Telescopic antenna mounted on the SRR-4 SRR-4 seen from front top SRR-4 on its back Front panel Headphones cable Mains power cable Contents of the accessory box SRR-4 with telescopic antenna
All controls and connections are located at the front panel of the SRR-4, as shown in the diagram below. At the top left is the film-type frequency scale that convers the entire 50-200 MHz frequency band. A bulged glass cover provides some level of magnification, whilst a small lamp, mounted at the left, illuminates the scale in the dark. The frequency is adjusted with the large knob to the right of the frequency scale and can be locked with a small lever underneath it.

Front panel of the SRR-4

At the bottom center is a selector marked OPERATE. It is used to select the modulation type (FM, AM or CW) or the built-in calibrator. When enabled, the calibrator produces a signal at 5 MHz intervals (e.g. 120 MHz, 125 MHz, 130 MHz, etc.). The scale calibration knob, at the top edge of the front panel, allows the horizontal hairline of the scale to be adjusted to the nearest 5 MHz.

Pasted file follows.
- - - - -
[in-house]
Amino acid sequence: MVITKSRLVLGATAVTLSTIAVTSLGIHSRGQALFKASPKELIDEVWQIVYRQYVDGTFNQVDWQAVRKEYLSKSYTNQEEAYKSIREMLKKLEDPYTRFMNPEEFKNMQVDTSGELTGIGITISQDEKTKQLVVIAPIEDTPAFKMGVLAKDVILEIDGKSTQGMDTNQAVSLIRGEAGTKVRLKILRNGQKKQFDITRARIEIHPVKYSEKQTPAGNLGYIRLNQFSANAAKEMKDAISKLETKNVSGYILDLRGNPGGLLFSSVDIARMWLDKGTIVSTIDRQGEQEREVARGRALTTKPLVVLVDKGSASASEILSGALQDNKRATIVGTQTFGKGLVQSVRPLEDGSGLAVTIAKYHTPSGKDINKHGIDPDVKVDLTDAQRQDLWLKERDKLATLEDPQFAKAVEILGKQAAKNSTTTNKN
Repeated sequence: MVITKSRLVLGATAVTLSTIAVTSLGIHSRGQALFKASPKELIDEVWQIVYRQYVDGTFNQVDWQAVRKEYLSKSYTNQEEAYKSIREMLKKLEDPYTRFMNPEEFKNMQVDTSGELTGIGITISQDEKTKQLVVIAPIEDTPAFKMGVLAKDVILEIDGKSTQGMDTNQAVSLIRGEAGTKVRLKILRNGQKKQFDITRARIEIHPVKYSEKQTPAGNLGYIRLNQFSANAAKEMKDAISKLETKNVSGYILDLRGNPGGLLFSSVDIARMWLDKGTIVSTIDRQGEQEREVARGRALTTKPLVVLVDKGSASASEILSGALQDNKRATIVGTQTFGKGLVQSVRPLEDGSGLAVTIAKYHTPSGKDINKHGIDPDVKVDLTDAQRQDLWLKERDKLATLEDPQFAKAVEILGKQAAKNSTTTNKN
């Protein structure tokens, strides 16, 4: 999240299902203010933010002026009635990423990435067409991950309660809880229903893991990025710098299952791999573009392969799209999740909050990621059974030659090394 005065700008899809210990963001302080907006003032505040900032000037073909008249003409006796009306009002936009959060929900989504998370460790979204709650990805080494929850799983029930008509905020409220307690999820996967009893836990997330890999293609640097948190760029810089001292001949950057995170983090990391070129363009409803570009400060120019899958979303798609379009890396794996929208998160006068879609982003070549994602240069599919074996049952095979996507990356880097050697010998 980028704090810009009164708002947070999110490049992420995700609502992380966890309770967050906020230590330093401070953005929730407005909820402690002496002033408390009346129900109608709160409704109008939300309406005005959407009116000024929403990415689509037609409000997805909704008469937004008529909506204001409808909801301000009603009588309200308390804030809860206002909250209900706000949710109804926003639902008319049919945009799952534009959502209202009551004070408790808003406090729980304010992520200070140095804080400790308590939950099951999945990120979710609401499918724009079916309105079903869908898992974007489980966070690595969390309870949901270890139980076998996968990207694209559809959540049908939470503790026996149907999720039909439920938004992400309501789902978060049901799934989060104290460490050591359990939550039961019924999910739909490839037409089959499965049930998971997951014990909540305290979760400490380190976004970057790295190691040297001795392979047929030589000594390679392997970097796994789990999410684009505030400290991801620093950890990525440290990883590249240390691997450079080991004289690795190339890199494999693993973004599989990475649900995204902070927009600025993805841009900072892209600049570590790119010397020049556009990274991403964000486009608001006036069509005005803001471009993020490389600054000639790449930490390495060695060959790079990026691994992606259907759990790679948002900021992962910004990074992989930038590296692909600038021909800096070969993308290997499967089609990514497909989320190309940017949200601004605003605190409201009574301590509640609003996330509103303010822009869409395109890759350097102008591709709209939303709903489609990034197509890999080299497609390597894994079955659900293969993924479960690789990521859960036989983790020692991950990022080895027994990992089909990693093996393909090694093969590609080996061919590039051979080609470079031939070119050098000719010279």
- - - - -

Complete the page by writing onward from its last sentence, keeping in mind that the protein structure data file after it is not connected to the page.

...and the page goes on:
A suitable antenna should be connected to the ANT socket. When the supplied telescopic antenna is used, it should be fitted to the antenna mount at the top right. The S-meter at the bottom left shows the signal strength of the received station. The meter can also be used to test the internal batteries, by momentarily setting the meter-function-switch to 1.5V (LT) or 45V (HT).

As the receiver does not have a built-in speaker, 600 ohms headphones should be connected to the socket marked PA AUDIO and the AF GAIN knob is used to adjust the volume. As the audio output is provided on a BNC-type socket, a special conversion cable is supplied for connection of a standard pair of headphones, with a 6.3 mm jack. Recording equipment (such as a tape or wire recorder) can be connected to the socket marked DET AUDIO, which has a fixed audio level.

Front panel Frequency scale Adjusting the frequency Meter Power socket Opening the LT battery compartment HT battery compartment
The SRR-4 can be powered by a variety of sources:

  • Internal batteries